2. The Problem of 'Global Human Readability' in Distributed Networks
Distributed network architectures make creating human-readable namespace quite difficult. Unlike decentralized networks, which maintain consensus of global system state, distributed networks (at least currently) have no means of achieving this. In order to create human-readable names, something like a global state is required to ensure certain namespaces can be allocated to certain operators. Global state in a distributed network would require one or more nodes on the network (and ideally every node) to know the entire current state of the network for a specific moment in time. Latency between machines alone makes this an implausibility. Time is also relative; therefore, it is unlikely that this constraint can or ever will be different for this network topology.
In fully distributed networks this introduces the challenge of reliably maintaining the allocation of 'scare and unique' resource space in a global network. For example, if two nodes on different sides of the world try to both register the username '0://wilder.frank' at close to the same time, how is the decision made for who is to receive the domain? Once a domain gets registered by one user, how does it not become immediately registered by another? Human readable namespace is atomic and unique, meaning that every namespace is effectively 'one of one'. If it becomes anything less than one (i.e. is divided), it is no longer one – it is something different. Both centralized and decentralized architectures do not have the problem in terms of managing and issuing global human readable namespace; they both execute transactions linearly into a shared database from a single reference of time.
Distributed networks generally use random hash generators to ensure that network IDs are unique in order to prevent data collisions. This solves the problem of data uniqueness on the network, but does not solve the problem of human readability. This is why user ids and wallet addresses on distributed networks tend to look like 'fb378743b681f8d05e2febd362d2aee2560422' and not '@real_n3o'. zNS solves this problem by utilizing the Ethereum blockchain (as well as a network of blockchains and layer2 solutions) to maintain a hierarchical set of namespaces (ZNAs), each of which can reference virtually any type of metadata on any type of chain or distributed network. This enables data on distributed networks to be mapped to unique and human readable addresses on other decentralized and distributed networks, merging the useful aspects of decentralized and distributed architectures into a higher order pattern that we call a 'metachain'. Another way to think of this is as 'a new Internet'; one made up of structurally different relationships than the current Internet. An Internet that is made up of the structural relationships between nodes on decentralized and distributed networks, not DNS.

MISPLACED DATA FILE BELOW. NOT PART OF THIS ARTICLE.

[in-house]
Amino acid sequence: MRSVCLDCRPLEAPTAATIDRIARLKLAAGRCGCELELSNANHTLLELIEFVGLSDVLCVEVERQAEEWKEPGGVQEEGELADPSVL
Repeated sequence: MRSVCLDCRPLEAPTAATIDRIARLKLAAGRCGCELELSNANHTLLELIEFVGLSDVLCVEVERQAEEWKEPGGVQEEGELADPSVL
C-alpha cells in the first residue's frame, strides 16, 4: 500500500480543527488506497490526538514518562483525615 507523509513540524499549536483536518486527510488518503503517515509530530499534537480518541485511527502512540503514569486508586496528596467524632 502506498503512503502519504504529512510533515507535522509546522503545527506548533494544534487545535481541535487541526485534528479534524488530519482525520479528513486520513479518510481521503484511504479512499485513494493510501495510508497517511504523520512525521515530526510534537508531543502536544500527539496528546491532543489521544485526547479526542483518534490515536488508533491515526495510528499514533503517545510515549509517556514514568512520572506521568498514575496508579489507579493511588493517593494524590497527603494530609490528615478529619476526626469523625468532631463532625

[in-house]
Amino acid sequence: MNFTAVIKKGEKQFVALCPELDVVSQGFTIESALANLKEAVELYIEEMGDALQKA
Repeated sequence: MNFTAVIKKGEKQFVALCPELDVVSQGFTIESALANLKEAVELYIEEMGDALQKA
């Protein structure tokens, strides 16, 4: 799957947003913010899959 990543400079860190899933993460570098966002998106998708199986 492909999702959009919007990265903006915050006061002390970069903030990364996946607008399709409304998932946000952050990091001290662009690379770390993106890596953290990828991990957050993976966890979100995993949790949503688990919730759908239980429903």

zNS is responsible for the allocation of the scarce resource of 'human-readable' namespace, which is capable of addressing content that, from an architectural standpoint, can not itself have a native human readable name (i.e., any truly distributed protocol). Beyond Layer1 blockchains, we believe that the zNS property model is a better way for decentralized and distributed protocols to monetize their networks and provide funding to continue the growth of their projects.
In subsequent Zines, we will look at different valuation models for zNS namespace as compared to traditional token models, as well as the types of unique property that will soon emerge on zNS – including unique creators, communities, dApps, and my personal favorite, fully virtual real estate inside the Metaverse.
To Infinity & Beyond,
-  Twitter hack: https://www.cnn.com/2020/07/15/tech/twitter-hack-elon-musk-bill-gates/index.html
-  It's worth reading Jordan Hall's post on The Rise and Fall of Network: https://medium.com/deep-code/the-rise-and-fall-of-networks-be504049927
-  Exploring Tristan Harris and his work at the Center for Humane Technology is useful here: https://www.theatlantic.com/magazine/archive/2016/11/the-binge-breaker/501122/